Users are prompted to engage with the brand by leveraging the phone’s accelerometer. Shake, tilt or rotate the device to trigger animations or learn more about the product.

[This ad is designed to run on a mobile device, so head over to your smartphone or tablet to check it out.]

Kargo Gyro copy

XAPPmedia: Audio

According to Clearvoice Research, more than half of all audio content is consumed while users are engaged in activities like driving, exercising, cleaning or walking. And that means that their eyeballs aren’t available to look at advertising creative.

XAPPmedia allows advertisers to create audio ads with verbal calls to action, like “Download app,” “Watch now,” “Send email” and “Call now,” which prompts an automatic dial.

“People don’t watch radio, so if you want to interact with them through that medium, you need to give them a voice option,” said XAPPmedia CMO Bret Kinsella.

[Click here or on the image below to have a listen.]


Shopbeam: Shoppable

Publishers are in a bind – they want (scratch that, need) to monetize their properties, but they don’t want to shunt visitors off to another site after clicking on an ad. To that end, Shopbeam launched a shoppable digital ad product in November with publisher partners Condé Nast and Penske Media Corp.

Dubbed AdShops, the unit doubles as a de facto shopping cart, enabling users to shop, add items and check out without ever leaving the publisher’s website.

[Click here or on the image below to experience the unit.]


mNectar: Playable

“When Steve Jobs introduced the concept of downloading apps, he brought us back five years,” said Wally Nguyen, CEO of mNectar, which taps into proprietary streaming technology to let users experience an app or a game without having to download it to their device.

Basically, it’s try-before-you-buy for the app world. The unit is delivered via ad networks, negating the need for developers to install an SDK. mNectar raised $8 million in Series A funding back in July.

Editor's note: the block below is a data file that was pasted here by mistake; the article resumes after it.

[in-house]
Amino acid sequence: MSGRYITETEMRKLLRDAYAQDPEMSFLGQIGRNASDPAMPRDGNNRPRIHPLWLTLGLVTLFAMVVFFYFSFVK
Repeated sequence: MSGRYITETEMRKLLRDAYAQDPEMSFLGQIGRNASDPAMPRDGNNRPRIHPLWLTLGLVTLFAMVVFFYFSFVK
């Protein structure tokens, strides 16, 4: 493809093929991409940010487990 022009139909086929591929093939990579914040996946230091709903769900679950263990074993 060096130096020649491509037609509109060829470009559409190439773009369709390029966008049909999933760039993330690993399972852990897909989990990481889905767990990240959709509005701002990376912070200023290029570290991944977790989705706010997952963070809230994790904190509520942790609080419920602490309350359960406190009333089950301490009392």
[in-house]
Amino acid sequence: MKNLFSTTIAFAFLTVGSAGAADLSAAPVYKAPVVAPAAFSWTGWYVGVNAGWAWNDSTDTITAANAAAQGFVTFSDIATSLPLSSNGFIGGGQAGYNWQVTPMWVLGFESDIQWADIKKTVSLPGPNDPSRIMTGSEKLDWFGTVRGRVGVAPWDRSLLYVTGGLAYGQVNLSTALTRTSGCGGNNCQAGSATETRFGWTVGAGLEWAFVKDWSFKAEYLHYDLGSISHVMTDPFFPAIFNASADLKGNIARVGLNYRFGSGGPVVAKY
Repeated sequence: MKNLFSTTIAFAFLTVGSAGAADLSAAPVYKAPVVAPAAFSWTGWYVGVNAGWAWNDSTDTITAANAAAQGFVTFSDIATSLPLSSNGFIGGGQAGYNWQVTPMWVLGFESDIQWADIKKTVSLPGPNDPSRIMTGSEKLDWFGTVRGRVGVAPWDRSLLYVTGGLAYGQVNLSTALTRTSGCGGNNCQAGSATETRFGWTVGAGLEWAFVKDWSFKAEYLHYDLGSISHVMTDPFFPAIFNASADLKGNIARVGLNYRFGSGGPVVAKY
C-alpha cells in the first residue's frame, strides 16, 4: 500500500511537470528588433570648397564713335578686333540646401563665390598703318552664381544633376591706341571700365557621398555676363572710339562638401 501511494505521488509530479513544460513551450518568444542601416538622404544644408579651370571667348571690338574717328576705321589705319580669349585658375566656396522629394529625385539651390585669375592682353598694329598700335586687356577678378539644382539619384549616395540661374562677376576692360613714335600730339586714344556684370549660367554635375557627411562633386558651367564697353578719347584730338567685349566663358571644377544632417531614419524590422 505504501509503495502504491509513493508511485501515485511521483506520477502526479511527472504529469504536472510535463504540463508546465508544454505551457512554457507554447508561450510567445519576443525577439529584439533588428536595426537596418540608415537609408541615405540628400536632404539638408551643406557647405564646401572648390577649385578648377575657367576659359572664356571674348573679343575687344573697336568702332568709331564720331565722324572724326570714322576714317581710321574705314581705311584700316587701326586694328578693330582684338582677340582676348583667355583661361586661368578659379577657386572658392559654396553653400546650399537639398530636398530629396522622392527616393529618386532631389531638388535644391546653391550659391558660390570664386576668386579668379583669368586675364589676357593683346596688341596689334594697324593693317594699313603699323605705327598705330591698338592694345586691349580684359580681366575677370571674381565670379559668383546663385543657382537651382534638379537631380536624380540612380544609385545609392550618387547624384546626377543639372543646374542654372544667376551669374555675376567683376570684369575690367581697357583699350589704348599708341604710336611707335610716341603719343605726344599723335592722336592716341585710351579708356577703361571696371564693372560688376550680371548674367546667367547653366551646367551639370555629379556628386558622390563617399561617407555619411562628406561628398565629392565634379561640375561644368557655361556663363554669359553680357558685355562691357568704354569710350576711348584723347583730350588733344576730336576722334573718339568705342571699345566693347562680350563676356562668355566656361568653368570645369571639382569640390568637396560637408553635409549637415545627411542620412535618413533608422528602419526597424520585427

[Click here to check out the Playable unit doing its thing.]


Klick Push: Music

ADjams, a unit developed by music-centric ad platform Klick Push, gives advertisers the ability to add music to their display ads. Users scroll over the unit to preview a selection of free songs chosen by the advertiser. Once they come along a song they like, users can provide their email address to have a free download of their favorite song delivered to their inbox, after which they’re directed to the brand’s site.

“We’re leveraging music to make the advertising experience more engaging – music is highly segmentable,” said Ben Jorgensen, co-founder of Klick Push, which counts LiveNation among its clients. “Our algorithm optimizes the music content based on how many times people thumb up or thumb down a song, how many times they hit next or which songs they download.”

[Click here or on the image below to see how it works.]


NativeX: In-App

NativeX’s video units aim to capture the look and feel of the apps and games they promote. Users unwilling to open their wallets while playing a game to purchase in-app goods, can watch a quick video integrated into gameplay to earn coins, points or advance through levels.